Bonus ~ Reunification Palace
And after all, if you finish walking around those buildings and remain enthusiastic, carry on the route round back to the first cluster. There's still another historic building named Reunification Palace. Despite out of the French Colonial Architecture whose old building was demolished for the present building, it's worth seeing if you ever make it back.
Founded in 1962, designed by Ngo Viet Thu, the complex of Independence Palace or Reunification Palace occupied an area of 12 hectares. The whole structure includes a palace that has an 80-meter-wide façade, a guest-chamber capable of accommodating 800 people, and spacious gardens covered by green trees and a front round lawn.
Formerly, the palace whose most construction materials, like the neighboring Cathedral, were imported from France, was named Norodom Palace after the then king of Cambodia, Norodom (1834–1904), then came to Governor’s Palace under the French Governor of Cochinchina (Gouverneur de la Cochinchine) (1887 to 1945). All Governors-General of French Indochina used the palace as their residence and office.
Upon the Rise of Saigon (Vietnam War), the French architecture-styled building was demolished and rebuilt to be the home and workplace of the President of South Vietnam. Then on April 30, 1975 came the end of the Vietnam War with the Fall of Saigon. Long time ago after 1975 saw a tank that crashed the main gate, which then embodied the victory and unification of Vietnam.
The palace combines western and eastern architecture that, however, highlight oriental features. The overall landscape of the Palace forms a Chinese letter 吉 (jí) that means Lucky. The roof floor draws another letter named 口 (kǒu) - literally meaning mouth - representing Free of Speech, which combines the flag post on the roof to form 中 (zhōng) that explains Loyalty to the country. Then comes the letter 三 (sān) for 3 fundamental elements that are, say, Human Beings (here are talents), Governmental Transparency and Wisdom, and Military or Army Force. The letter 王 (wáng) follows with the meaning of King of a nation, which as combined with the flag post forms 主 (zhǔ) - the Sovereignty. Finally, the front façade all lend a shade of meaning 興 (xīng) for Prosperity of the country.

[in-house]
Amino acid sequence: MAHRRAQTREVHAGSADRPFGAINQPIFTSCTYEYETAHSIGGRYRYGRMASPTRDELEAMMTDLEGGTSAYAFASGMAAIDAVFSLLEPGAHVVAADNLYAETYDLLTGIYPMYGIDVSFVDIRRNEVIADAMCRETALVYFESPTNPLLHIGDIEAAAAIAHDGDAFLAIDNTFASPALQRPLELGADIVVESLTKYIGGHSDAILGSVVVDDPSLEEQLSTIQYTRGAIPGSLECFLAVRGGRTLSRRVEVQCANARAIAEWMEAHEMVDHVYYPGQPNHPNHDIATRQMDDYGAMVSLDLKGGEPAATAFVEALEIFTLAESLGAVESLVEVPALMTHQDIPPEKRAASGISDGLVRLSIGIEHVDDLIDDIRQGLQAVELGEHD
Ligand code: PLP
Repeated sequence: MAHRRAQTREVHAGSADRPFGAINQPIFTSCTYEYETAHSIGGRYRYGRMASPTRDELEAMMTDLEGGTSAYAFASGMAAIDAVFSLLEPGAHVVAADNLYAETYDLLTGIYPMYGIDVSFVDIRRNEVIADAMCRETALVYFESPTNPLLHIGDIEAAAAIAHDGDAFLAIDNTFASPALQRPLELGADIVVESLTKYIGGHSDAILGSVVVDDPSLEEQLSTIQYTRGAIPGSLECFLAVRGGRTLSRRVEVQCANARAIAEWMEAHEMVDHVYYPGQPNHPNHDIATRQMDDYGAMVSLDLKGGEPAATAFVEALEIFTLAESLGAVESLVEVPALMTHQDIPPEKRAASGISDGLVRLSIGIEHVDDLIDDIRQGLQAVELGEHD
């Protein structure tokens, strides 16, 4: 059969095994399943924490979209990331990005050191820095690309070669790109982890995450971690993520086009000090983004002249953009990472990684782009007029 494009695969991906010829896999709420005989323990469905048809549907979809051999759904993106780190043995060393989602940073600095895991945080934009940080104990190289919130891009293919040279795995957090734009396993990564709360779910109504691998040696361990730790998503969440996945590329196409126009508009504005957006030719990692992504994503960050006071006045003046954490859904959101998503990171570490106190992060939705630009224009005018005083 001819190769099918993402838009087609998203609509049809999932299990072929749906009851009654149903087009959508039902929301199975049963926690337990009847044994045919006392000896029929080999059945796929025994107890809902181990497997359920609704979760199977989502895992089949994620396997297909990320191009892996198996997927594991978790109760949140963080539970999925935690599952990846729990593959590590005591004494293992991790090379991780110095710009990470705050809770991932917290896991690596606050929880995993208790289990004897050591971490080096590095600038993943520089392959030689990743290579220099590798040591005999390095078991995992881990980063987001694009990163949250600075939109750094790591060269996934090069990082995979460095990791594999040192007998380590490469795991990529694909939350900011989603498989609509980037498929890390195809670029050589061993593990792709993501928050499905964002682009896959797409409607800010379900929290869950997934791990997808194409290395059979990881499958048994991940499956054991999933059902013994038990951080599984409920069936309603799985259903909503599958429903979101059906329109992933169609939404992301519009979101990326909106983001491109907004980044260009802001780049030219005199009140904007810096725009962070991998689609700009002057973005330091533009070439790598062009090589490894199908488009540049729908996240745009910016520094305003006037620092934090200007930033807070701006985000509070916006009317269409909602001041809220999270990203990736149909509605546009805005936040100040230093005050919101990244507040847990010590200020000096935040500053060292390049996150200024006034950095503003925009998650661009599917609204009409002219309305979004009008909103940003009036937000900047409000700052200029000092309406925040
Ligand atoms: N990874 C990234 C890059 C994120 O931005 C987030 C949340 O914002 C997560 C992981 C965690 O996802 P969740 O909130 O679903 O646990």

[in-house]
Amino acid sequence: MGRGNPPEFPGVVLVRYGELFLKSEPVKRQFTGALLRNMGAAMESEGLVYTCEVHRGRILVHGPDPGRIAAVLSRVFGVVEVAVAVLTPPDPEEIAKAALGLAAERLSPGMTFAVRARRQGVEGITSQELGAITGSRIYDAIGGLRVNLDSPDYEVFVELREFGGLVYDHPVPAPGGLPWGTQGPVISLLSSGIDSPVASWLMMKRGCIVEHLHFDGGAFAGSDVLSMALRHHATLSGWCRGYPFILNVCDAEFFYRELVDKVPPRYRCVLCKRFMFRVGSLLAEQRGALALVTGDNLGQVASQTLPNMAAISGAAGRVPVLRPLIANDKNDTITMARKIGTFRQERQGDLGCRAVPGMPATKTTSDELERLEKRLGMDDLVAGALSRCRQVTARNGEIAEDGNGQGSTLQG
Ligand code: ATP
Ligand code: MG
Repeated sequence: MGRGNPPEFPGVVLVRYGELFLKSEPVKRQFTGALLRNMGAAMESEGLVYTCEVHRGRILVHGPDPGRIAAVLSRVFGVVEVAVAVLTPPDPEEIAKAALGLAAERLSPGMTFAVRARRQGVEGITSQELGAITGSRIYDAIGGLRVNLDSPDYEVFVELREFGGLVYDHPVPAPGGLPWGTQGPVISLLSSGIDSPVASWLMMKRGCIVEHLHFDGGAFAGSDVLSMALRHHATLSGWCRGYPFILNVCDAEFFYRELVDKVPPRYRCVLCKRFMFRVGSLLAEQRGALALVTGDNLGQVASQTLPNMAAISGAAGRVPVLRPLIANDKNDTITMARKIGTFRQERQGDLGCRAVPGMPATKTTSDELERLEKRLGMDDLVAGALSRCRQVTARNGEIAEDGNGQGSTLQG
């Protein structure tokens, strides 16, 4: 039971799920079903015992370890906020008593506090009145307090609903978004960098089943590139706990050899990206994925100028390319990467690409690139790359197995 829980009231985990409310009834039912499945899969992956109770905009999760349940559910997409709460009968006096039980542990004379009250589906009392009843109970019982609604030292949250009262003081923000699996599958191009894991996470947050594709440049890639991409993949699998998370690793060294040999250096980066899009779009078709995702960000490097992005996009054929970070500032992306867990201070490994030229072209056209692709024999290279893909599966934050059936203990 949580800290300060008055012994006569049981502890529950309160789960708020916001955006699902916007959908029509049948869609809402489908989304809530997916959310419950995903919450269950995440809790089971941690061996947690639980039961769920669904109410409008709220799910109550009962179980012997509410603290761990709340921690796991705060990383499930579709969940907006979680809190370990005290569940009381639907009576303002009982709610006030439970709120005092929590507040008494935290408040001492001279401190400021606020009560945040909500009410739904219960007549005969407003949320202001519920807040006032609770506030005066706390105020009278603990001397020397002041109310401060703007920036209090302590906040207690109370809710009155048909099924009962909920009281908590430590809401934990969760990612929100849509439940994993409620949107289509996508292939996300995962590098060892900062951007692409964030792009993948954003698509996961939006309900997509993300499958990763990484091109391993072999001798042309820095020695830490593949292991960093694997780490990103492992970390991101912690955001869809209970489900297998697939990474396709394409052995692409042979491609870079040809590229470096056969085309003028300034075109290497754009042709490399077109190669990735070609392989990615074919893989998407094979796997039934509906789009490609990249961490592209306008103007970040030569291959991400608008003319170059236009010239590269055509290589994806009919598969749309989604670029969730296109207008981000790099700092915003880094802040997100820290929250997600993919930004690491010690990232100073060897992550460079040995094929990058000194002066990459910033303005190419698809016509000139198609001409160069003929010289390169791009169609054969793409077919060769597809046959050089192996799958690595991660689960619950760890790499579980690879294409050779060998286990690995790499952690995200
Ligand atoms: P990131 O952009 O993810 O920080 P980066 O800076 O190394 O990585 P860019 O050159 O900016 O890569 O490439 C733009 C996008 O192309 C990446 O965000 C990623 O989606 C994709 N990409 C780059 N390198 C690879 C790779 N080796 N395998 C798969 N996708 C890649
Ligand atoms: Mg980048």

Once visiting this historical remnant, you should notice spectacular chandeliers hung along lobbies or thrown down in most of those rooms. Such an excellent collection of various types of chandeliers contributes itself to the historic beauty of the palace in particular and the city in general.
The whole complex hosts plenty of interesting features of architecture. You'll be charmed by the elegance and sophistication of the Unification Palace, while attentively learning of its history. Don't miss a chance to visit this wondrous place, just right there around the cathedral and post office.
Schedule: every day at 7h30 – 11h00, 13h00 – 16h00; Address: 135 Nam Ky Khoi Nghia, Ben Nghe Ward, Dist. 1; Entrance fee: VND30k/person/time (for adults), VND15k/person/time (for students), VND3k/person/time (for children). A group of 20 people or more will get a discount of 1/3 entrance fee.
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Thanks for your attention. Remember to check up further articles of mine if you're interested in this travel topic.